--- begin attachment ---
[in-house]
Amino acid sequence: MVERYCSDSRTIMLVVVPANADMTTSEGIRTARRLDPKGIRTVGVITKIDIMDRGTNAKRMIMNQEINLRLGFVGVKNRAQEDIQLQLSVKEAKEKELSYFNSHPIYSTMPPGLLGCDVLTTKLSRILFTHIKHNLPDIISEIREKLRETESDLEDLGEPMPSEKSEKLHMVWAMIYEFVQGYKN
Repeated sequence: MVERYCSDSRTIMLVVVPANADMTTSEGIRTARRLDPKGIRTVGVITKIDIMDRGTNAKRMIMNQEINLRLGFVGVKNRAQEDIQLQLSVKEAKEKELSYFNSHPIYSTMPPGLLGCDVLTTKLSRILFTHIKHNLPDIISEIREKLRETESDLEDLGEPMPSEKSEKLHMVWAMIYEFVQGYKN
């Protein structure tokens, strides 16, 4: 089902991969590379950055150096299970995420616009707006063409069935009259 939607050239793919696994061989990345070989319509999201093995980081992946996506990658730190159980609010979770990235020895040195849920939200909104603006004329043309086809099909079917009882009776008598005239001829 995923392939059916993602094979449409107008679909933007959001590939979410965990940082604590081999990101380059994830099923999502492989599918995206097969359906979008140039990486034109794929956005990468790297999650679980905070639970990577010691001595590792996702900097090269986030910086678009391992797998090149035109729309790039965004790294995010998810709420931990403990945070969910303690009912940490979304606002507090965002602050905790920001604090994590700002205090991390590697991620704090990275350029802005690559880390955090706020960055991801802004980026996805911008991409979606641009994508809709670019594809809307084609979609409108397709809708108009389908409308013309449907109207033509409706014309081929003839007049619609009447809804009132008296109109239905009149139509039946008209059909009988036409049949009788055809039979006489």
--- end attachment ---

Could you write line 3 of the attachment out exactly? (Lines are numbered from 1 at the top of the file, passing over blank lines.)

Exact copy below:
Repeated sequence: MVERYCSDSRTIMLVVVPANADMTTSEGIRTARRLDPKGIRTVGVITKIDIMDRGTNAKRMIMNQEINLRLGFVGVKNRAQEDIQLQLSVKEAKEKELSYFNSHPIYSTMPPGLLGCDVLTTKLSRILFTHIKHNLPDIISEIREKLRETESDLEDLGEPMPSEKSEKLHMVWAMIYEFVQGYKN